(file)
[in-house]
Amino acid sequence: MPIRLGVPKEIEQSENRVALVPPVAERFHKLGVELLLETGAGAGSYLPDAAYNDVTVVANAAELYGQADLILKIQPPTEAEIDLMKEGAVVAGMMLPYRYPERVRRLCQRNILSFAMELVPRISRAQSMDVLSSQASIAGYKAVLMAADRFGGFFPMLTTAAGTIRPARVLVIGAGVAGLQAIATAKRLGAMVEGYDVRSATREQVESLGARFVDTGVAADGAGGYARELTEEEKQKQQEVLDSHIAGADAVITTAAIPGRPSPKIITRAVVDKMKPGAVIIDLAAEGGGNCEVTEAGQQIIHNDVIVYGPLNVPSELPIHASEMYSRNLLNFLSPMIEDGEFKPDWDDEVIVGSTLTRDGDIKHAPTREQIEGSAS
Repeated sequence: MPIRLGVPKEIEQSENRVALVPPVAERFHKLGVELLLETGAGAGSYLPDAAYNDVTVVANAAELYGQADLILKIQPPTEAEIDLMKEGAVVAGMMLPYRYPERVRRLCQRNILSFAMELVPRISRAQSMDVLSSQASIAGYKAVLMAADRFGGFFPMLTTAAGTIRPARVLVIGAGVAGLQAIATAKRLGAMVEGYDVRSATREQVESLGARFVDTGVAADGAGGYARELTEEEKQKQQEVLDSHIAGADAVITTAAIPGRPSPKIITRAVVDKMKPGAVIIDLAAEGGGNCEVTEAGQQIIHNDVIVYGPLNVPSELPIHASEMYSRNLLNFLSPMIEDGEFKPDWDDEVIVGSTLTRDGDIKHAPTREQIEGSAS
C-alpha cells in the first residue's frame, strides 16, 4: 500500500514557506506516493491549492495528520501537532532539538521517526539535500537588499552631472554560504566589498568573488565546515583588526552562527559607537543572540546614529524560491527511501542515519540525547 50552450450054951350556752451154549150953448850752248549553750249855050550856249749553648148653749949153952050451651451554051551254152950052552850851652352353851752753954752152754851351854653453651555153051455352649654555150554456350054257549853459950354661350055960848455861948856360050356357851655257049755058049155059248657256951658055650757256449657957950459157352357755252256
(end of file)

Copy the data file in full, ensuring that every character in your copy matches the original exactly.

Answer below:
[in-house]
Amino acid sequence: MPIRLGVPKEIEQSENRVALVPPVAERFHKLGVELLLETGAGAGSYLPDAAYNDVTVVANAAELYGQADLILKIQPPTEAEIDLMKEGAVVAGMMLPYRYPERVRRLCQRNILSFAMELVPRISRAQSMDVLSSQASIAGYKAVLMAADRFGGFFPMLTTAAGTIRPARVLVIGAGVAGLQAIATAKRLGAMVEGYDVRSATREQVESLGARFVDTGVAADGAGGYARELTEEEKQKQQEVLDSHIAGADAVITTAAIPGRPSPKIITRAVVDKMKPGAVIIDLAAEGGGNCEVTEAGQQIIHNDVIVYGPLNVPSELPIHASEMYSRNLLNFLSPMIEDGEFKPDWDDEVIVGSTLTRDGDIKHAPTREQIEGSAS
Repeated sequence: MPIRLGVPKEIEQSENRVALVPPVAERFHKLGVELLLETGAGAGSYLPDAAYNDVTVVANAAELYGQADLILKIQPPTEAEIDLMKEGAVVAGMMLPYRYPERVRRLCQRNILSFAMELVPRISRAQSMDVLSSQASIAGYKAVLMAADRFGGFFPMLTTAAGTIRPARVLVIGAGVAGLQAIATAKRLGAMVEGYDVRSATREQVESLGARFVDTGVAADGAGGYARELTEEEKQKQQEVLDSHIAGADAVITTAAIPGRPSPKIITRAVVDKMKPGAVIIDLAAEGGGNCEVTEAGQQIIHNDVIVYGPLNVPSELPIHASEMYSRNLLNFLSPMIEDGEFKPDWDDEVIVGSTLTRDGDIKHAPTREQIEGSAS
C-alpha cells in the first residue's frame, strides 16, 4: 500500500514557506506516493491549492495528520501537532532539538521517526539535500537588499552631472554560504566589498568573488565546515583588526552562527559607537543572540546614529524560491527511501542515519540525547 50552450450054951350556752451154549150953448850752248549553750249855050550856249749553648148653749949153952050451651451554051551254152950052552850851652352353851752753954752152754851351854653453651555153051455352649654555150554456350054257549853459950354661350055960848455861948856360050356357851655257049755058049155059248657256951658055650757256449657957950459157352357755252256